2010 Winter Olympics: USA/Canada Hockey Gives Us Another Chance to Believe

Jordan CannelisContributor IMarch 2, 2010

VANCOUVER, BC - FEBRUARY 28:  Dejected Team USA players look on after Sidney Crosby #87 of Canada scored the matchwinning goal in overtime during the ice hockey men's gold medal game between USA and Canada on day 17 of the Vancouver 2010 Winter Olympics at Canada Hockey Place on February 28, 2010 in Vancouver, Canada.  (Photo by Harry How/Getty Images)
Harry How/Getty Images

Thirty years ago at Lake Placid, the United States hockey team shocked the world by defeating the Soviet Union powerhouse and winning the gold one game later. Nobody even expected the team to medal.


Being a group of college kids with an average age of 20-years-old, they were an afterthought as the tournament began.


At the 2010 Olympics, we we were given our own version of an American dream team that could make us believe. 


Like the 1980 U.S. team, this group was the youngest team in the tournament, with an average age of 25. With teams like Canada, Russia, and Sweden, the U.S. team was expected to finish well out of the medal race. 


The NHL had even scheduled them to fly home Sunday morningwell before the gold medal gamebecause nobody expected them to be there.  


As the games went along, more and more people began to take notice of this team. 


When they upset Canada in the preliminary round, non-hockey fans started tuning into their games.


To those non-hockey fans, unknown players like Ryan Miller, Patrick Kane, and Zach Parise were emerging as household names, just as Jim Craig, Mark Johnson, and Mike Eruzione had become in 1980.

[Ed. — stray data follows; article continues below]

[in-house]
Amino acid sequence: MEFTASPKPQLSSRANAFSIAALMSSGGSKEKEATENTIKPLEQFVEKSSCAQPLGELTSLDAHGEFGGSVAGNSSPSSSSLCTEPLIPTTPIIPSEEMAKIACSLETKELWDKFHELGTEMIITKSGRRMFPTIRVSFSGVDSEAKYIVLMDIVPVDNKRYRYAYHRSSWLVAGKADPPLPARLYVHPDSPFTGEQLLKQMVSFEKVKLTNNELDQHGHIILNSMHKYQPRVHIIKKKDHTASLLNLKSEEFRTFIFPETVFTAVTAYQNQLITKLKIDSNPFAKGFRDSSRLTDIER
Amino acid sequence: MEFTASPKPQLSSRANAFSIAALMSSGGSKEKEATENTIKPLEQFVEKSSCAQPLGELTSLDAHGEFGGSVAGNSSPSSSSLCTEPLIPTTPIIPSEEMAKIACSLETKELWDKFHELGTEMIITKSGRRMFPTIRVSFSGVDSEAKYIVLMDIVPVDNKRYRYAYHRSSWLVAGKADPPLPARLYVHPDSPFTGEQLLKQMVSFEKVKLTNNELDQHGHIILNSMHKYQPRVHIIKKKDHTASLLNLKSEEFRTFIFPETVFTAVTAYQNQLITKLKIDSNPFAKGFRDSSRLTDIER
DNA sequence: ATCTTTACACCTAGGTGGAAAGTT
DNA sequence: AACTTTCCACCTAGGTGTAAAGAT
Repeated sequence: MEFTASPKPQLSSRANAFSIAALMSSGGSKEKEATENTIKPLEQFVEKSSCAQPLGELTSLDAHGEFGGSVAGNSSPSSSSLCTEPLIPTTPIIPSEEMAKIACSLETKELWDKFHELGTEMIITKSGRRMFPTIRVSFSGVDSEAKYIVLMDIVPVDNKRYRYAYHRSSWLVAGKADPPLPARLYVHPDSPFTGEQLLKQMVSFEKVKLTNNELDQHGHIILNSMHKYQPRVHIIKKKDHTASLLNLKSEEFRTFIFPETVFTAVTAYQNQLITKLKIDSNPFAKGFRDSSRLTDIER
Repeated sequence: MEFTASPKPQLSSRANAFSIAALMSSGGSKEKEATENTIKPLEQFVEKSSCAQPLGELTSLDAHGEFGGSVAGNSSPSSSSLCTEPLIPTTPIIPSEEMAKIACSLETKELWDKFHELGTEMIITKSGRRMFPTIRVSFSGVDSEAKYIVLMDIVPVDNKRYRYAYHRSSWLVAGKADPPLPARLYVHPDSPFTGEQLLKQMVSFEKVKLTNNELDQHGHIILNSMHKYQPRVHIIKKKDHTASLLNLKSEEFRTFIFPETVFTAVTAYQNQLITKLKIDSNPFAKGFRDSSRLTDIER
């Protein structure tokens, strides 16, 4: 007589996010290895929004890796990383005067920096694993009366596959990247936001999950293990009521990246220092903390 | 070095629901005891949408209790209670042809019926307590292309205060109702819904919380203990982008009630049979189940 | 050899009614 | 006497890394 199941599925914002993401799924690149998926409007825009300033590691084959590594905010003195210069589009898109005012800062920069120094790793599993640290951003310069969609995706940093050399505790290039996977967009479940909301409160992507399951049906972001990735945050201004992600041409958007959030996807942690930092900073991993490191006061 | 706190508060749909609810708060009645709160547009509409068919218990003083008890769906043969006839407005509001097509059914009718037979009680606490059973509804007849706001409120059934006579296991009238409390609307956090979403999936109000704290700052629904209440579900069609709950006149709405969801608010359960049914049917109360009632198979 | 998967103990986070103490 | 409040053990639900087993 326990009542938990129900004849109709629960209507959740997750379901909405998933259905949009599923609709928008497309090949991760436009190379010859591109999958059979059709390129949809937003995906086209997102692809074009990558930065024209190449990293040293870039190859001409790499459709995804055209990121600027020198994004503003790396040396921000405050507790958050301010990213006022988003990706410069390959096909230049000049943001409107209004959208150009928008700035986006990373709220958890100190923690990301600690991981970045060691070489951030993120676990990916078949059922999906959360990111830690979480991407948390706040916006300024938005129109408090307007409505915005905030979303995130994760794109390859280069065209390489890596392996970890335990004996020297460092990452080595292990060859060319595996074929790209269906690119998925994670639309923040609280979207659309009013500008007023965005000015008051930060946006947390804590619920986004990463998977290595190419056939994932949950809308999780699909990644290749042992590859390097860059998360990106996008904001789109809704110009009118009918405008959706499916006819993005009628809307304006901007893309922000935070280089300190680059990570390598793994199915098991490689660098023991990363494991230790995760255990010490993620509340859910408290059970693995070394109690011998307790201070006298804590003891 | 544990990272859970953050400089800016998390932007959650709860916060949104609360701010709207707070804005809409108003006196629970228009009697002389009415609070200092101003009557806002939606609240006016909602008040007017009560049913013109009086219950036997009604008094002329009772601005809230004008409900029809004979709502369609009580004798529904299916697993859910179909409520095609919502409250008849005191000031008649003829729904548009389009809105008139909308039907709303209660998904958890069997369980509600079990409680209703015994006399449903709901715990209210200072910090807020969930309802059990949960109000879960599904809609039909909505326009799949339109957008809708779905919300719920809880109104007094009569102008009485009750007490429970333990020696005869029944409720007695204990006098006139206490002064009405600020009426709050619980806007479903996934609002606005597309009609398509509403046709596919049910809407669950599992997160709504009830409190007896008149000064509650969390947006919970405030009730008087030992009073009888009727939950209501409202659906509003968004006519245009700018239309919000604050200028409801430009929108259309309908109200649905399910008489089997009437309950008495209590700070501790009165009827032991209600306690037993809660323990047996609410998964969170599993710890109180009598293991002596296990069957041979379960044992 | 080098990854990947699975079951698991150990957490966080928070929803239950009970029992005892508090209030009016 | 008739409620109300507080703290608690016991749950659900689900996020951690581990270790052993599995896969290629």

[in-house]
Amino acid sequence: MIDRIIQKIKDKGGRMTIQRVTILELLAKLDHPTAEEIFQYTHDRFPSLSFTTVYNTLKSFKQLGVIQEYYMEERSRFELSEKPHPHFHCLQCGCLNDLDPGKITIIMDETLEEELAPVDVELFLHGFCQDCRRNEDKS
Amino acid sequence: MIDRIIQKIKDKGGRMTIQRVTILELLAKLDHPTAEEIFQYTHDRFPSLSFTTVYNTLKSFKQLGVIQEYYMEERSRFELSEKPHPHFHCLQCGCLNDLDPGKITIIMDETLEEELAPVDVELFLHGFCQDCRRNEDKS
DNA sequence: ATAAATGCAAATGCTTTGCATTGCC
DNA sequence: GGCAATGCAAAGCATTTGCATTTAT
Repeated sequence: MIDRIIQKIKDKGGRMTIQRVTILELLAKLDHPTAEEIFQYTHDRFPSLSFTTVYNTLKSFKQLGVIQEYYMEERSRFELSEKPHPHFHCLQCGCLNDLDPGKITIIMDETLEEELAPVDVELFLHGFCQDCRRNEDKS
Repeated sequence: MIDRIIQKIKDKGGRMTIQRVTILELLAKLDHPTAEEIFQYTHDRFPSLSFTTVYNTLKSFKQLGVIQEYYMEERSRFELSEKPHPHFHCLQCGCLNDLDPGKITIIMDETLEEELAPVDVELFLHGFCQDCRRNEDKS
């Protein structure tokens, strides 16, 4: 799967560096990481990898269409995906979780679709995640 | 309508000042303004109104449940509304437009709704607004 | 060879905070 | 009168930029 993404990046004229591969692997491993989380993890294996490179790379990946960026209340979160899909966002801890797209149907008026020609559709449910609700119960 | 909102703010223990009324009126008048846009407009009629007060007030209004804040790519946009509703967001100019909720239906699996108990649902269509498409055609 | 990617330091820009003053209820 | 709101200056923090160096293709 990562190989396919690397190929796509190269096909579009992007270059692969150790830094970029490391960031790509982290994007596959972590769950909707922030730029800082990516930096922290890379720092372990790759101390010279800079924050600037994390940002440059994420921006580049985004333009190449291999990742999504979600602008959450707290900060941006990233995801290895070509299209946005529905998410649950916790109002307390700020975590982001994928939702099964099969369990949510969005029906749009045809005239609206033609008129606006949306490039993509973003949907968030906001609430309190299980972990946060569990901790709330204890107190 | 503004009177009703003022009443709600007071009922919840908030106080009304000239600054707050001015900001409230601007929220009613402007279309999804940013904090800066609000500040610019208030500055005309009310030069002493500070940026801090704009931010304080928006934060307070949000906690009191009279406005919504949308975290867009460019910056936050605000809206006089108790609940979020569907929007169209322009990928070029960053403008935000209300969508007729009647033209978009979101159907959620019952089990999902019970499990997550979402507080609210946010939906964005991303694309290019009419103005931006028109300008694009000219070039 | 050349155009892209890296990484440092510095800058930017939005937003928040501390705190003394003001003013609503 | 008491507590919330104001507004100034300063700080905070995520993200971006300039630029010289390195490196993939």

In the gold medal game, fans got exactly what they wanted and the NHL got just what they needed: a rematch of the United States and Canada. 


Both teams consisting of highly skilled NHL players that played an in-your-face, NHL style game.  It was fast-paced, hard hitting, and most importantly, it was highly entertaining. 


That’s how the game is played in today’s NHL. 


Unfortunately, the majority of the United States still views hockey as the sixth or seventh sport. 


In Canada, hockey is everything.


They eat, sleep, and breathe it. In the U.S., it's a cult following.


However, many Americans tuned in to watch the heated rivalry unfold.


The audience peaked at 35 million viewers, meaning one out of every three Americans who own a television were watching the game. 


It was the most watched hockey game in 30 years, dating back to that faithful night at Lake Placid.


As Sidney Crosby scored to give Canada gold once again, I don’t know if I was more upset at the fact that, being the American that I am, the United States just lost, or the fact that hockey will go back to being a non-factor in the sports world. 


I’ll no longer get to see hockey talked about in excessive amounts on the local sports networks. 


I’ll no longer get those texts and Facebook messages about hockey from all my friends who don’t even follow the sport.  


However, the Olympic hockey tournament has done one important thing for us hardcore hockey fans:  It has given us hope.  Hope that hockey can once again be one of the top sports in our nation.  


Ask any real hockey fan and they'll say the NHL is arguably the best it's ever been.


It's loaded with young talented teams and a tremendous amount of parity. 


These games have showed us that.  With young superstars like Sidney Crosby, Ryan Miller, Alexander Ovechkin, and Patrick Kane, it is going to stay that way.  


The NHL needs to market these emerging superstars and show American sports fans that these Olympic games represent how the NHL is played today.  


I truly believe that this current U.S. team made people believe in hockey once again, just as that miraculous team did in 1980. 


As they proved to us the last two weeks, hockey is no longer just Canada’s game.


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